Coverage vs. Access: Ensuring Patients Can Get the Medicines They Need

For patients living with chronic diseases, the Affordable Care Act’s (ACA) health insurance exchanges offer great promise – access to high-quality, affordable health care, including much-needed medicines and therapies.  Yet there is mounting evidence that many patients with exchange coverage are struggling to obtain the lifesaving medicines they need due to high out-of-pocket costs and restrictions in prescription drug coverage. Additional federal and state oversight and guidance could go a long way towards ensuring the ACA meets its promise and provides patients with access to the medicines that will help them lead longer and healthier lives.

Many patients enrolled in Silver plans, the most popular coverage option in the exchanges, will pay more than twice as much out of pocket for prescription medicines overall than they would under a typical employer plan, according to a report by the actuarial firm Milliman, Inc. By comparison, Milliman found that out-of-pocket costs for other services are about 20 percent higher in exchange Silver plans compared to employer coverage. This disproportionate increase in out-of-pocket costs for medicines is due in large part to the fact that Silver plans are four times more likely to have a single deductible for both medical and pharmacy spending, thus requiring patients to pay $2,000 or more out of pocket before anyprescription drug coverage takes effect.

Even more concerning is a report released last week from Avalere Health which found that even after patients meet any deductible they may still be on the hook for thousands of dollars in additional out-of-pocket expenses to access treatments for some of the most debilitating chronic diseases. Health plans place covered medicines on formulary tiers – typically 4 or 5 tiers – which determines a patient’s out-of-pocket costs for their prescriptions. Patient cost-sharing in the lowest tiers typically comes in the form of a copay, which is a fixed-dollar amount ($15 for example), with the highest tiers usually requiring a coinsurance, calculated as a percentage of the total cost of the drug.

The Avalere analysis found that health plans are placing all medicines, including any available generics, to treat some diseases – such as HIV/AIDS, autoimmune disease, bipolar disorder, and certain cancers – in the highest tiers with coinsurance amounts of 30 or 40 percent. This type of formulary design leaves patients with no option to switch to a medicine on a formulary tier with lower cost-sharing.

These benefit designs are potentially hitting patients twice:  first, with thousands of dollars in deductible costs, and then, with restrictive formulary designs that are forcing many patients to pay an additional 30 to 40 percent of the cost of their medicines.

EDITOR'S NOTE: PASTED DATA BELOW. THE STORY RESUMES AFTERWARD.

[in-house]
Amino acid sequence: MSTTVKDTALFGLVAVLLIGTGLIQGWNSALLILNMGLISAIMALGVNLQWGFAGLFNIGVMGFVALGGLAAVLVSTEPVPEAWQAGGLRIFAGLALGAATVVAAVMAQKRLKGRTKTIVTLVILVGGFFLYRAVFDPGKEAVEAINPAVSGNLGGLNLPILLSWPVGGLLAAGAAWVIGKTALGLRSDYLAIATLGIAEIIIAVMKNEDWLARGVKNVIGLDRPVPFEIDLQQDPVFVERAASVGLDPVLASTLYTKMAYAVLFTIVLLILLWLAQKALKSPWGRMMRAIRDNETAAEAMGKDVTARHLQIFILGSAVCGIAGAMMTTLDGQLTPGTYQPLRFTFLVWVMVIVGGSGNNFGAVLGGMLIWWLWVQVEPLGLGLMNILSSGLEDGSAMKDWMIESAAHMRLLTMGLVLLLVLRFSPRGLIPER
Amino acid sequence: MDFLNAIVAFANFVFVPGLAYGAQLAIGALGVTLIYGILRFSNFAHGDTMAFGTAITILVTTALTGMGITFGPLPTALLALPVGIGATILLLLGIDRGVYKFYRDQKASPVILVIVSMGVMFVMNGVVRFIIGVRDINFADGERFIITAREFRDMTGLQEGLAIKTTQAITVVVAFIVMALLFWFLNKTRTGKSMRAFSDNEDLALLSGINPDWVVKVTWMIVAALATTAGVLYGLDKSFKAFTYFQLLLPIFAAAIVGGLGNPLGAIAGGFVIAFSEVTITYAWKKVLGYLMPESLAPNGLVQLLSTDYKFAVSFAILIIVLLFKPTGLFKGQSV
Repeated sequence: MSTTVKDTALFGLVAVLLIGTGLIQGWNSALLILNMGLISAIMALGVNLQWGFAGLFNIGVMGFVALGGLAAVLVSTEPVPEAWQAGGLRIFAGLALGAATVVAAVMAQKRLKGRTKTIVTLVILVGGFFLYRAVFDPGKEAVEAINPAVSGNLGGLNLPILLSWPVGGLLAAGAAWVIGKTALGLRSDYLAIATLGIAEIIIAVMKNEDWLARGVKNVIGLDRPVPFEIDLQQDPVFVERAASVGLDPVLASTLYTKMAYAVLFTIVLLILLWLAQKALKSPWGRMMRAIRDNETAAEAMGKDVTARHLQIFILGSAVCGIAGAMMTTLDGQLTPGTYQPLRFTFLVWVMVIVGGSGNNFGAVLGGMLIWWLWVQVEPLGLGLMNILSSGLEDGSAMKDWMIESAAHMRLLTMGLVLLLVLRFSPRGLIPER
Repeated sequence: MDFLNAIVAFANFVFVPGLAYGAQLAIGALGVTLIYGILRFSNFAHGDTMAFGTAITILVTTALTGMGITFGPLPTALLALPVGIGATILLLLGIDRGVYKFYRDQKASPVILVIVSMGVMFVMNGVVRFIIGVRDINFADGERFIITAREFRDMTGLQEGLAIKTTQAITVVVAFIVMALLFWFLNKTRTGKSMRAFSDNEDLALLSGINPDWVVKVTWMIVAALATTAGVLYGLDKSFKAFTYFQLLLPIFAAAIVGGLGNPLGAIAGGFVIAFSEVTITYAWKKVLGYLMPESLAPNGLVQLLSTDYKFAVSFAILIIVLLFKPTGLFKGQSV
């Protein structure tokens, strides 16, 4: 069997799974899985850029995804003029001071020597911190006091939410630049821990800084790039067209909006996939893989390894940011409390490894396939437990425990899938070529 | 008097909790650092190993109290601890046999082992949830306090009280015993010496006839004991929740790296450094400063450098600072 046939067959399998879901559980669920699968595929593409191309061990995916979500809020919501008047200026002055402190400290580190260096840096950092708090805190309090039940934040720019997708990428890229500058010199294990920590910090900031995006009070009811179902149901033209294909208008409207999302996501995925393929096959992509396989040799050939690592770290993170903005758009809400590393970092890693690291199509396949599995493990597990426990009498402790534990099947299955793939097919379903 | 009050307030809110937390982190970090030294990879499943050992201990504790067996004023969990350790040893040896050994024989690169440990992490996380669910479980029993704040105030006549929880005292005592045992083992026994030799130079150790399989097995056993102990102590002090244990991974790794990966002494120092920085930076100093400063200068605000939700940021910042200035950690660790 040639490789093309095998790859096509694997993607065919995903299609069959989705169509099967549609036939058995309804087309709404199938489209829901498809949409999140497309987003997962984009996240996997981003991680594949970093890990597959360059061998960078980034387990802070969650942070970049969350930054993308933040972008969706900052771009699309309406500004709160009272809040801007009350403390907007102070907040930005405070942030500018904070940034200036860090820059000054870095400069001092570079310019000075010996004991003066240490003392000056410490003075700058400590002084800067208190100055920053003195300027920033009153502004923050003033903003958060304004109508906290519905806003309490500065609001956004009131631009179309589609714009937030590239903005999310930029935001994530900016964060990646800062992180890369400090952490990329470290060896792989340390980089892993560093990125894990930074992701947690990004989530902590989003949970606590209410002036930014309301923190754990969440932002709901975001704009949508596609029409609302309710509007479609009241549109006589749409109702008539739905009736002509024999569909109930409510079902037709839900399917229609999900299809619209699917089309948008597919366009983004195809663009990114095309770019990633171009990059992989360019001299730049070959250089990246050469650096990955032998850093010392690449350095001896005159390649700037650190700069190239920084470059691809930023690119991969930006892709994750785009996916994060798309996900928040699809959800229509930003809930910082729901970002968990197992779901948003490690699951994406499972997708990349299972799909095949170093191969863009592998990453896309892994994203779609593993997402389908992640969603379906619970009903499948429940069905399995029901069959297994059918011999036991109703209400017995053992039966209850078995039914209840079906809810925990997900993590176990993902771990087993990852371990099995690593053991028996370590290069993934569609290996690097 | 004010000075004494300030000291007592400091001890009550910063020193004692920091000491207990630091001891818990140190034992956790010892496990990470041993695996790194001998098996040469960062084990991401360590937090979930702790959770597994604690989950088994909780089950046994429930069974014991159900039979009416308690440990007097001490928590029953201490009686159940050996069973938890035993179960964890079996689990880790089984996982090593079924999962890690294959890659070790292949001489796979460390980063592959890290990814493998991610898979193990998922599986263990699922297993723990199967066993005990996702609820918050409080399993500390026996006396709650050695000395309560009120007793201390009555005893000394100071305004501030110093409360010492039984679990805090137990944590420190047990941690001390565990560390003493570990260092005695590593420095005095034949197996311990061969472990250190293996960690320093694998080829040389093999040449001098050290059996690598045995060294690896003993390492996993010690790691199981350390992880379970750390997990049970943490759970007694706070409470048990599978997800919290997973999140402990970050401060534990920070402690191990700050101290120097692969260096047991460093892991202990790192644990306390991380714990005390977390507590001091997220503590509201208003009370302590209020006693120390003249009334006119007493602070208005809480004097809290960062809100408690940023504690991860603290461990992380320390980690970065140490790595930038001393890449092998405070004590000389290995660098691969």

When faced with thousands of dollars in out-of-pocket costs, many patients may be forced to go without their medicines altogether. As Virginia Ladd, President and Executive Director of the American Autoimmune Related Diseases Association recently noted, “This approach not only results in poorer outcomes, but eventually causes a significantly higher price tag for medical costs due to preventable disability and the loss of quality of life for the patients.”

While the ACA does include cost-sharing subsidies that are designed to provide additional financial relief for the neediest patients, a previous Avalere analysis found that those subsidies are often not being used to lower cost-sharing for specialist office visits or prescription medicines, leaving many low-income patients with very high upfront costs for their care.

This data should be a wakeup call to policymakers, regulators, and other health care stakeholders. Providing patients with health insurance coverage does not ensure they have access to essential health care treatments and services. Requiring patients that need care the most to pay high out-of-pocket costs to access lifesaving medicines is at odds with the basic concept of insurance and undermines the goals of the ACA.

The good news is that regulators have tools to fix this. The federal government can release guidance prohibiting insurers from placing all medicines in a class on the highest cost sharing tier. States can also play a role by strengthening their oversight of plan submissions to carefully review formularies and tier placement. These changes would go a long way to ensuring patients have access to the medicines they need to manage their conditions and live fuller, more productive lives.

The biopharmaceutical industry’s top priority is to provide patients with access to innovative, life-saving medicines, and as discussions around the exchanges continue, we remain committed to working with the Administration, insurance companies, and other stakeholders to achieve this shared goal.

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